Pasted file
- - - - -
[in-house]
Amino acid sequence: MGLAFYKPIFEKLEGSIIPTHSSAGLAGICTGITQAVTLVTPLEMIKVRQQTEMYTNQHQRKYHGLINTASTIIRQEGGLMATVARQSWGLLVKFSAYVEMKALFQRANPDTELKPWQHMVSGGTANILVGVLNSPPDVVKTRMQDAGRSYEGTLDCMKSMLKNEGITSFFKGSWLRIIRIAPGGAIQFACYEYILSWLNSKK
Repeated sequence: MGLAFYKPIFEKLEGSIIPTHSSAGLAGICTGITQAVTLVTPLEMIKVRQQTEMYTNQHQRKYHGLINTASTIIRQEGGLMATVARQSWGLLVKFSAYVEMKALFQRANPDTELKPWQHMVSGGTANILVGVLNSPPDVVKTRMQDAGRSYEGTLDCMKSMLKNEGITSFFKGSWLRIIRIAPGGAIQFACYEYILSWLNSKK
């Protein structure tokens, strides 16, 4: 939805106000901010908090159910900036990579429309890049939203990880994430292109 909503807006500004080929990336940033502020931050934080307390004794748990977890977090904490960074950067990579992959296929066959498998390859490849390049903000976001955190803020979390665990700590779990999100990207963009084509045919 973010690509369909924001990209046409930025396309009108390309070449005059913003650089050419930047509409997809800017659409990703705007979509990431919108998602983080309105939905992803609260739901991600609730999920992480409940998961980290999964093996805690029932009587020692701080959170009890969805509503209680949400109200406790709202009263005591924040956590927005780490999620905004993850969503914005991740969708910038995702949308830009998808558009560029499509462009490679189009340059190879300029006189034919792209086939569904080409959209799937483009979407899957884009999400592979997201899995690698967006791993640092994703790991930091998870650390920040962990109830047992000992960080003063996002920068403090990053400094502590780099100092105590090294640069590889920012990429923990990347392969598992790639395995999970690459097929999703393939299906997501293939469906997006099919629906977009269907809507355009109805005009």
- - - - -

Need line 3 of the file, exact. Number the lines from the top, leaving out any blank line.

Repeated sequence: MGLAFYKPIFEKLEGSIIPTHSSAGLAGICTGITQAVTLVTPLEMIKVRQQTEMYTNQHQRKYHGLINTASTIIRQEGGLMATVARQSWGLLVKFSAYVEMKALFQRANPDTELKPWQHMVSGGTANILVGVLNSPPDVVKTRMQDAGRSYEGTLDCMKSMLKNEGITSFFKGSWLRIIRIAPGGAIQFACYEYILSWLNSKK